You gave us no DDL, so this will be harder than it should. I assume that you want to get rid of this function. Good SQL never use them; they are proprietary, non-relational, screw up the optimizer and scream to the world that the author is still stuck in 1960's BASIC, right down to the “f_”, “fn_”, “udf_” prefixes that were required by FORTRAN II and BASIC.

Since we have VIEWs in SQL, a UDF that returns a table is the worst way to program SQL; but it lets BASIC avoid leaning how to do it right. Write a VIEW.

We use the DUNS for company identifiers; it is the industry standard. Can you give me a 255 character example of your company_id? When you invite garbage data with absurdly sized columns, you will get it. I also see the magic default VARCHAR(50) declarations from ACCESS.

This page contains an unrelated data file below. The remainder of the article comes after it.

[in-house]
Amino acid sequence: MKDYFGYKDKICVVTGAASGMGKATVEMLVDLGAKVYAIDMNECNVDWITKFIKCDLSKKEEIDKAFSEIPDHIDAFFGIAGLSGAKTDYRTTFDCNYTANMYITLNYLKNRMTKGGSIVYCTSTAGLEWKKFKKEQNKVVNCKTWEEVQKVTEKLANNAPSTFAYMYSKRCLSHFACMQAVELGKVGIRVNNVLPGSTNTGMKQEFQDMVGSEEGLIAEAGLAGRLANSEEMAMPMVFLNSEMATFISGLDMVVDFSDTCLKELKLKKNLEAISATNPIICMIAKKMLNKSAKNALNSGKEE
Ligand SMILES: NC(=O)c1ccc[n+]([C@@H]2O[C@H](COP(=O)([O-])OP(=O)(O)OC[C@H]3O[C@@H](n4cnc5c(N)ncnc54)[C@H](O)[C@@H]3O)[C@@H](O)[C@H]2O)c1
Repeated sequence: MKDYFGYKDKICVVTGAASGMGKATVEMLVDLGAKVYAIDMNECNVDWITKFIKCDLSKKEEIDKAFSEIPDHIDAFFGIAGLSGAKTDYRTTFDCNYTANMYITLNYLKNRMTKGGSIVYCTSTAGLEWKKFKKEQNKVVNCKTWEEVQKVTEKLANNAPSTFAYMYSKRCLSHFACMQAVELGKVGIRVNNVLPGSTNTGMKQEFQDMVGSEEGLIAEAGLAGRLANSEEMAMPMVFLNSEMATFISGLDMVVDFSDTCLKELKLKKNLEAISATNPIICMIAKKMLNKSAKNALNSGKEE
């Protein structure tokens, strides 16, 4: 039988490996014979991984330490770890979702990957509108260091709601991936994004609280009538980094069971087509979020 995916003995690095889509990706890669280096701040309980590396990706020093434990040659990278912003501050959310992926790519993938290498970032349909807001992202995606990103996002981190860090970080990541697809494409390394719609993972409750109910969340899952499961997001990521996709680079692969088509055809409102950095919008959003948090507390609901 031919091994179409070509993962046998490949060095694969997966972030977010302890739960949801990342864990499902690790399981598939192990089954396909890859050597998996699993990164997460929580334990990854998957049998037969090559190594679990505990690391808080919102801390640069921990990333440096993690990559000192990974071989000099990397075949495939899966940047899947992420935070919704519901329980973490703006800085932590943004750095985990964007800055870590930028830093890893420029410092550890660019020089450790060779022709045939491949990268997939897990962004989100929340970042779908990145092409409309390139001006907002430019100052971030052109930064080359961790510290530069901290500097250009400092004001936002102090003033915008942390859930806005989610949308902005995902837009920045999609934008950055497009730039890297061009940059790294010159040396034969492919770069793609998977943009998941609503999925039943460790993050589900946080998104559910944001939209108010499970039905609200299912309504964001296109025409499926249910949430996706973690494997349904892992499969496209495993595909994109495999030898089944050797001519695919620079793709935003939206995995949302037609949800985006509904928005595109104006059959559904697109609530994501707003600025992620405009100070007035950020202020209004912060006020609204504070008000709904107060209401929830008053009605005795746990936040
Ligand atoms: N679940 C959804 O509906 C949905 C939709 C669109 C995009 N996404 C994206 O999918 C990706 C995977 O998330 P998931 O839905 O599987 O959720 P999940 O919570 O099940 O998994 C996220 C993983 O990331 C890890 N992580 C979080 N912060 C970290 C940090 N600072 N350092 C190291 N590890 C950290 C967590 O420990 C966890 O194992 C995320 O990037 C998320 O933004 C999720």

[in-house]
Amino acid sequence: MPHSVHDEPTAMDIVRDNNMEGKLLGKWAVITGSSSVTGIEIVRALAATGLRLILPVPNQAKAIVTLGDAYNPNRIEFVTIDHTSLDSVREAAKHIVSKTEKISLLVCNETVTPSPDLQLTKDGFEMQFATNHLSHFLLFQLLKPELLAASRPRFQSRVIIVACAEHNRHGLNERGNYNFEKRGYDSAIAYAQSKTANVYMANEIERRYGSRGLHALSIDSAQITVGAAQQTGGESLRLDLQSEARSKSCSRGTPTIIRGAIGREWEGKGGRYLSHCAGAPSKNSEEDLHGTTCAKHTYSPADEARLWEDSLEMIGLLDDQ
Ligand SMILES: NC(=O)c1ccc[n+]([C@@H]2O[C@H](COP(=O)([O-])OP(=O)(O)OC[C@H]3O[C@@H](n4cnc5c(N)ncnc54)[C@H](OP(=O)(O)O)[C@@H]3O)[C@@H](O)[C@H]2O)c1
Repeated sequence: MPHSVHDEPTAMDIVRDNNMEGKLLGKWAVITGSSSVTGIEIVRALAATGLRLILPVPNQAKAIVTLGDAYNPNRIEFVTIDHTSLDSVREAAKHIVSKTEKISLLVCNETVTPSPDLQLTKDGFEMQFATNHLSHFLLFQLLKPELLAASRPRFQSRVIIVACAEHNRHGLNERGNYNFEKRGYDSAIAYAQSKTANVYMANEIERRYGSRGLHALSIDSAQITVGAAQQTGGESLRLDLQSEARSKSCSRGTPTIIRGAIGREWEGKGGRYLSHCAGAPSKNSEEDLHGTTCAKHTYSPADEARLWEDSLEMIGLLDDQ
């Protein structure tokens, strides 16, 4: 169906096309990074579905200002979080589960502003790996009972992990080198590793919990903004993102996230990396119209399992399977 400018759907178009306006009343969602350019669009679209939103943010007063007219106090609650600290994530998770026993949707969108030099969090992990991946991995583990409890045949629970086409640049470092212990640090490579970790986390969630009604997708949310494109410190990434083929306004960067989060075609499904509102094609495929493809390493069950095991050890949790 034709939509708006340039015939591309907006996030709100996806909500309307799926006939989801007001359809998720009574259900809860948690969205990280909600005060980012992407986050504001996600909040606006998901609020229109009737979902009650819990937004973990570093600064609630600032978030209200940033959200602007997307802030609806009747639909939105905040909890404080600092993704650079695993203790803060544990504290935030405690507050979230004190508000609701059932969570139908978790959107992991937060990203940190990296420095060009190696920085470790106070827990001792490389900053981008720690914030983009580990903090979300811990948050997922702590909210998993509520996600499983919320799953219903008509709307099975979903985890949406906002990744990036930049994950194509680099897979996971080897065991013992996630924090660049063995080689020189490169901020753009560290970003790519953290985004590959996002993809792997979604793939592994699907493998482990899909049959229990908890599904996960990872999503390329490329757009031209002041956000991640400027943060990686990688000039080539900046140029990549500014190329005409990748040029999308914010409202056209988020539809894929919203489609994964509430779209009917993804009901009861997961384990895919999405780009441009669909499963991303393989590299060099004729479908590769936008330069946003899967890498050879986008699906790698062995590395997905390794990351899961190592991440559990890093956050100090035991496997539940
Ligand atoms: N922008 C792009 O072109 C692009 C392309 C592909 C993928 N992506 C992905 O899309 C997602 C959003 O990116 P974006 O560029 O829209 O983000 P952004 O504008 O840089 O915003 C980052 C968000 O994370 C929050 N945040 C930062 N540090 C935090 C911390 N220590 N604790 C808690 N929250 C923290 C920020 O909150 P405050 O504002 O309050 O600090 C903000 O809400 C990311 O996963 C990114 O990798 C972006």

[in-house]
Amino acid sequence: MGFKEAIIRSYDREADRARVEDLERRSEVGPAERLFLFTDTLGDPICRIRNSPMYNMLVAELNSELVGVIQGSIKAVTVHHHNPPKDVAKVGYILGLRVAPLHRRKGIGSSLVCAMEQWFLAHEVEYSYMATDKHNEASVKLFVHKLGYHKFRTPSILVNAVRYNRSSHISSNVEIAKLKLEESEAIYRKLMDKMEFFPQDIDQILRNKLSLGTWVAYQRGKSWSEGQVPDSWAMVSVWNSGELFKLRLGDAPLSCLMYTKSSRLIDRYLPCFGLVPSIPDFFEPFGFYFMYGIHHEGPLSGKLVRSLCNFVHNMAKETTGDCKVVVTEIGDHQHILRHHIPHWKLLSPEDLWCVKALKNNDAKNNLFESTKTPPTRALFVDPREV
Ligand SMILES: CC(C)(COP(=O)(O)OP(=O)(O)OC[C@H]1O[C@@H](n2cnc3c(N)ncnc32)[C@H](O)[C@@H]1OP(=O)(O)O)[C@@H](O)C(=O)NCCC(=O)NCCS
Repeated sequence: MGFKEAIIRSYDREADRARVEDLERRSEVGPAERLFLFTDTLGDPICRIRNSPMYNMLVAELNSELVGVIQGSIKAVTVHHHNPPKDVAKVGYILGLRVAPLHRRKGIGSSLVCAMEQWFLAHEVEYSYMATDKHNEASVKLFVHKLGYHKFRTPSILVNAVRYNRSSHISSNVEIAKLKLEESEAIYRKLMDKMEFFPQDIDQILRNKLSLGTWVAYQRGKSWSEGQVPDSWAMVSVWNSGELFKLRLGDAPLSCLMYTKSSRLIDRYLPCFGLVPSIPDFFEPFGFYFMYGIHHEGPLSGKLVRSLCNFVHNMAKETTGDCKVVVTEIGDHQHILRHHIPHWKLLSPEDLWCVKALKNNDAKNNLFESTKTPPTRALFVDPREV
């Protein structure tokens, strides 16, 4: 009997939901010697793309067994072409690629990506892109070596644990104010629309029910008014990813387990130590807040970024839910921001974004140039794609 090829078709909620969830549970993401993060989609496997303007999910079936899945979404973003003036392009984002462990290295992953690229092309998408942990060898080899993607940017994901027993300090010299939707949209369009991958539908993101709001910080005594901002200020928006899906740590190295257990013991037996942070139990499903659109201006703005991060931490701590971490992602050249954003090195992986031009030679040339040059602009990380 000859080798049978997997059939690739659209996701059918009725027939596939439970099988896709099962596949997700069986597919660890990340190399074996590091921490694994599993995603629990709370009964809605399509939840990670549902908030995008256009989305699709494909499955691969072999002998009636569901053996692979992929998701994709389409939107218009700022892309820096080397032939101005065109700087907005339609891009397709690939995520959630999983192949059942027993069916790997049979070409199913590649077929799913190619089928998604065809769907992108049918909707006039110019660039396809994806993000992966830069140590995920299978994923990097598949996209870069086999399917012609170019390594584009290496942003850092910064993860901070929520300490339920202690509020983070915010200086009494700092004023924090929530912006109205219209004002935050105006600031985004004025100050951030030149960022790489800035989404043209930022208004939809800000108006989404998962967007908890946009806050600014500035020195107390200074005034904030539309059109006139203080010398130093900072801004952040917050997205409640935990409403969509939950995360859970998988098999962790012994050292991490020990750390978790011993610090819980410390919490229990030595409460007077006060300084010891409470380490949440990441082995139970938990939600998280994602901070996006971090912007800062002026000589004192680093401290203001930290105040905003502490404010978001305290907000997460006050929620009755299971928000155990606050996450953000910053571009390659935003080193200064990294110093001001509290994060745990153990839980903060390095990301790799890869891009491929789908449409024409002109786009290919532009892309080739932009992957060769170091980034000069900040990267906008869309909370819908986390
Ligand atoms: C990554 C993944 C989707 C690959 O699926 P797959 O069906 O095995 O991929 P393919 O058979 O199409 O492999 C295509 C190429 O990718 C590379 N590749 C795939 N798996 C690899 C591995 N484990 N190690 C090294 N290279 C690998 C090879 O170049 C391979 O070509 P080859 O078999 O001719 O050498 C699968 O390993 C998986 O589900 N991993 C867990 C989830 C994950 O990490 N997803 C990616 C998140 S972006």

Is the company identifier of a client or a supplier or what? In COBOL, which is what you are actually writing, the hierarchical record structure would would qualify the field; but SQL has tables with rows and columns, not records and fielsd.

I also see that you layout your code as if you were still using punch cards; each parens, data element, etc on a separate card (line). That let us re-arrange the deck on the fly. Today, we use a “pretty printer” and make the code human readable instead.

CREATE VIEW Count_Somethings_Days (work_date, client_duns)
AS
SELECT work_date, client_duns
FROM dbo.Table1, dbo.Table2 -- not real names!
WHERE Table1.vague_something = Table2.vague_something
AND client_duns IN (..);

Yes, you actually have to hard code the list, if it is what defines the set your want. Yes, I know it worked that way in 1960's BASIC, but SQL is compiled and not interpreted.